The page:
Transitional justice is a broad term which can include criminal prosecutions (international, domestic, or hybrid court), peace commissions, amnesties, traditional justice systems, or some combination of the above. Each of these comes with significant trade-offs, but all have the shared goal of helping a community of people recover from some conflict and prevent the associated atrocities from recurring. There is limited empirical data proving the impact of any of these tools on the resulting society (in part due to the fact that many conflicts which ended in the creation of transitional justice systems have occurred relatively recently), but that has not stopped a robust debate on the merits of transitional justice mechanisms.
Most frequently, this debate falls along the lines of “peace versus justice” – whether it is more important to halt the immediate conflict, or to provide for measures that can impact the long-term healing and reconciliation of survivors of the conflict. This debate will focus more specifically on several questions: What are the appropriate goals of transitional justice, and why? Do transitional justice mechanisms have a strong impact on the occurrence of future atrocity crimes? Should atrocity prevention take priority over other transitional justice goals when actions come into conflict? Are there ways that atrocity prevention can be built into transitional justice without sacrificing other goals? Speakers for this debate include:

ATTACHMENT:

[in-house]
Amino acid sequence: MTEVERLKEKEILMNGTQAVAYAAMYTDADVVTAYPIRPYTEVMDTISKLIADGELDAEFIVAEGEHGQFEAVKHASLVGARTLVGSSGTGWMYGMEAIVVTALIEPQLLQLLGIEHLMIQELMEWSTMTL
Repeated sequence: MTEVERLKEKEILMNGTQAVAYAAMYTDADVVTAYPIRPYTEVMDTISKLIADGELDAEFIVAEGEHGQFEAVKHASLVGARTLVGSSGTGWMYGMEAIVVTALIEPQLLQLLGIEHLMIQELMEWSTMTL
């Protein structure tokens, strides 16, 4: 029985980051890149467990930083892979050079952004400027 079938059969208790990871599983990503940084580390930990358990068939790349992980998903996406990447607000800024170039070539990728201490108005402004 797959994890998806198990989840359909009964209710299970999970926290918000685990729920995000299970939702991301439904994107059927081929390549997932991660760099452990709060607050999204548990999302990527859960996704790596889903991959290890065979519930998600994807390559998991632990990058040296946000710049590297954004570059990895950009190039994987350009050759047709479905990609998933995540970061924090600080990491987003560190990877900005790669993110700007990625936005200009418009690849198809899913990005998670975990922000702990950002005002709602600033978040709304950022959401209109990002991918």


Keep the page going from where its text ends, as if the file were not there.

- Lisa Dicker, Public International Law and Policy Group, arguing that atrocity prevention should not be a primary goal of transitional justice.
- Darin Johnson, Howard University School of Law, moderator
- Kristin Smith, American Bar Association International Criminal Court Project, arguing in favor of atrocity prevention as a vital component of transitional justice
Date and Location
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